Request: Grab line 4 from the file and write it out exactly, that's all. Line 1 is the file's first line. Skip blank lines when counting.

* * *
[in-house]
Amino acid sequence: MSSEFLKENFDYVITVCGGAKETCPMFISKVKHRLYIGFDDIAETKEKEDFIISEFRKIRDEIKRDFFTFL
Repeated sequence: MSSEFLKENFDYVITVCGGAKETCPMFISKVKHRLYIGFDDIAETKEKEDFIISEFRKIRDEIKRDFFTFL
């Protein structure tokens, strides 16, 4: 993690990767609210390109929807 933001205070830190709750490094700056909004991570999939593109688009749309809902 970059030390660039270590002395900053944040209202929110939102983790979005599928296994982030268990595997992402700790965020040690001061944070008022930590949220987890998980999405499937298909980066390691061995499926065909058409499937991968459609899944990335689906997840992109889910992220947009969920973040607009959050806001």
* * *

């Protein structure tokens, strides 16, 4: 993690990767609210390109929807 933001205070830190709750490094700056909004991570999939593109688009749309809902 970059030390660039270590002395900053944040209202929110939102983790979005599928296994982030268990595997992402700790965020040690001061944070008022930590949220987890998980999405499937298909980066390691061995499926065909058409499937991968459609899944990335689906997840992109889910992220947009969920973040607009959050806001």